So-called "legal high" drugs are popular with clubbers
Psychiatrists are calling for a drug being sold as "a legal high" to be made illegal.
The drug, 4-MMC, has a similar effect to ecstasy and is being freely sold as a "designer drug" on internet sites.
But a team of psychiatrists from Glasgow's Stobhill Hospital have warned it is addictive and can cause hallucinations and psychotic behaviour.
The government said its drug advisers were aware of 4-MMC and the issue was due to be discussed next month.
The drug, which is snorted up the nose, has already been banned by a variety of countries, including Denmark, Finland and Israel.
It is thought 4-MMC is based on cathinone, the active ingredient in the plant khat, commonly used as a stimulant in East Africa.
The drug is sold by a host of websites and generally costs between £90 and £100 for 10 grammes - more than cocaine and ecstasy can often be found for.
Psychiatrist Dr Neeraj Bajaj, who will be addressing the Royal College of Psychiatrists' Faculty of Addictions conference in Edinburgh on Thursday, said: "It seems to be a new drug that is being imported into the country.
"It is particularly attractive to people who do not want to break the law and buy drugs on the street. But it is just as dangerous."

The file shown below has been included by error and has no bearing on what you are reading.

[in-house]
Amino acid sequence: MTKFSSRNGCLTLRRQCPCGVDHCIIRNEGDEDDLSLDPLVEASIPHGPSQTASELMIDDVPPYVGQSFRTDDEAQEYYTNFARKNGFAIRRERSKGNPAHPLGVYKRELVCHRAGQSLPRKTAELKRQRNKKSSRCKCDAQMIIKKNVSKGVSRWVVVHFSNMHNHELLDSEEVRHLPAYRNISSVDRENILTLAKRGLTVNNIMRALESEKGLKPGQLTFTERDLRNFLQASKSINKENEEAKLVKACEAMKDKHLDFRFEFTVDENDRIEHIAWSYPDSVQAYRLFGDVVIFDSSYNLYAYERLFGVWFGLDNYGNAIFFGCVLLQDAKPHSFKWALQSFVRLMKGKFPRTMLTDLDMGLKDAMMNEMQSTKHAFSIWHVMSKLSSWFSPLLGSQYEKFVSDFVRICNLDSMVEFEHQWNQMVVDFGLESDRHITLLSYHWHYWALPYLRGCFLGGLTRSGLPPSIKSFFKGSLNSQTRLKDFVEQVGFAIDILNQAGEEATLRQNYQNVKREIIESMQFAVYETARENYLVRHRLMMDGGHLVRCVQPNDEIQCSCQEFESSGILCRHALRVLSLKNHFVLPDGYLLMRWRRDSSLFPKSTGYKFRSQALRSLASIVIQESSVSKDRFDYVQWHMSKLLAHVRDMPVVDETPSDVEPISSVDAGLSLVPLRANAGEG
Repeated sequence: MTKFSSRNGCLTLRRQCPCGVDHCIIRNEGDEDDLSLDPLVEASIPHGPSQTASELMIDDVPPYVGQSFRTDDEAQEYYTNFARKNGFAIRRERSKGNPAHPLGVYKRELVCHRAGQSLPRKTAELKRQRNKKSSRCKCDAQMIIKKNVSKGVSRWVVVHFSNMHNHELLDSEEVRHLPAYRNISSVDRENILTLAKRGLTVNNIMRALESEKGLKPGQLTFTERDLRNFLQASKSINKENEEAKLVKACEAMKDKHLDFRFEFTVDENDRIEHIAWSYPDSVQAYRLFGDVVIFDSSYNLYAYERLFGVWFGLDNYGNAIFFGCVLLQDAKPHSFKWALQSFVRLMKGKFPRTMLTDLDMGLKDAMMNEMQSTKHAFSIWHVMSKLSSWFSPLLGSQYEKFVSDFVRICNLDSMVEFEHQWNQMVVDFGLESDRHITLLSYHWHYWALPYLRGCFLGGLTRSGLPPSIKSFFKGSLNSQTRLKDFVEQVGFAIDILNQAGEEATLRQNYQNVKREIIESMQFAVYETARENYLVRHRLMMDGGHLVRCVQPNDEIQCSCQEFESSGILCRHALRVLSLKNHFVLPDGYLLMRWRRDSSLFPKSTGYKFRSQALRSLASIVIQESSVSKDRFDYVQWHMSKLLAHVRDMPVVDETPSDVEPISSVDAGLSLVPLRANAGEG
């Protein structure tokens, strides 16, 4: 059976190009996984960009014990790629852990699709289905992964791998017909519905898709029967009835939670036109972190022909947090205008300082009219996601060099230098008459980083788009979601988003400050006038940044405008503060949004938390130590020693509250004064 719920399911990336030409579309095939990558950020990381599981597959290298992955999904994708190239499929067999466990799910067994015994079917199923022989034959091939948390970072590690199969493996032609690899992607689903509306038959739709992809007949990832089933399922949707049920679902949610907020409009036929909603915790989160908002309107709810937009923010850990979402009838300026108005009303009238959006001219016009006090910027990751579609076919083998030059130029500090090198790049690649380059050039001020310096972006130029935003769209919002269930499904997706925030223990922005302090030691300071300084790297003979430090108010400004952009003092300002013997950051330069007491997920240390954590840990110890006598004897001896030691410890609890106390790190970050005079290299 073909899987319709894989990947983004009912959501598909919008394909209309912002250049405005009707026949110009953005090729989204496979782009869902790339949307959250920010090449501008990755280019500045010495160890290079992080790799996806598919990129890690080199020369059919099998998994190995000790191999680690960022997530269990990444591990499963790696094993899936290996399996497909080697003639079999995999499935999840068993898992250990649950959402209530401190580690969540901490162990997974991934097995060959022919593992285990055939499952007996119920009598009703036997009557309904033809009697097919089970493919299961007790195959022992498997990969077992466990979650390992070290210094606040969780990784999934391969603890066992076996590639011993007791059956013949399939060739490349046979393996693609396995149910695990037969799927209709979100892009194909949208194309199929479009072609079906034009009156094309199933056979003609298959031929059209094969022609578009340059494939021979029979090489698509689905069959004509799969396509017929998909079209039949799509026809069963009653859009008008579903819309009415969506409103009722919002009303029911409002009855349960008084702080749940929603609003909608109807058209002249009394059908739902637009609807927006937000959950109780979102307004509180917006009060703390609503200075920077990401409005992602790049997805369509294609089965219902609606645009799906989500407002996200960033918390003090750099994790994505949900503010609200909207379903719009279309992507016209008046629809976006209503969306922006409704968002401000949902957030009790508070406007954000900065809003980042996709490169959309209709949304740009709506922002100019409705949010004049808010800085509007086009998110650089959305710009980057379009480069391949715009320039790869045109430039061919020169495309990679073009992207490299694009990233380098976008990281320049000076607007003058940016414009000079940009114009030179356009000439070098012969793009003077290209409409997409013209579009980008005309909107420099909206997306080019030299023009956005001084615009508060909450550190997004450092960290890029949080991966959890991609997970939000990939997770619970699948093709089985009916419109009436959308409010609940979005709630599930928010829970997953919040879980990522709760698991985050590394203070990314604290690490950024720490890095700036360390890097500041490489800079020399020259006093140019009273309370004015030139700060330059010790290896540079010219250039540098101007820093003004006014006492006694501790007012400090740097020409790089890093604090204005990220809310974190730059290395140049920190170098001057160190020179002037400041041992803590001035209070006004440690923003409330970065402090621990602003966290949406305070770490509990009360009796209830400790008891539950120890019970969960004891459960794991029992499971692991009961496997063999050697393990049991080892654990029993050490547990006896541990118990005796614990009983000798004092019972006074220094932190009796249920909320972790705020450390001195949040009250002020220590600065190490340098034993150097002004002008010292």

Dr Bajaj will tell the conference about a case he dealt with recently involving a young professional man.
The married man started buying 4-MMC online and used it for 18 months.
By the end he was using it twice a week and had started experiencing hallucinations as well as agitation, excitability and mania.
He was dependent on the drug and had to be admitted into a hospital psychiatric in-patient unit.
Dr Bajaj said he did not know how many people were using the drug in the UK, but said internet forums showed it was popular among young people who were going out to clubs and bars.
"It is very similar to ecstasy. It gives people confidence and a feeling of euphoria, but it seems to be very addictive."
The Home Office said the UK's Advisory Council on the Misuse of Drugs, which advises the government, was aware of 4-MMC and the issue of so-called legal highs was due to be discussed next month.
A spokesman added: "If a compelling case is made for any 'legal high' to be added to the list of controlled drugs because they pose a significant health and social problem, we will not hesitate to seek Parliament's agreement to do so."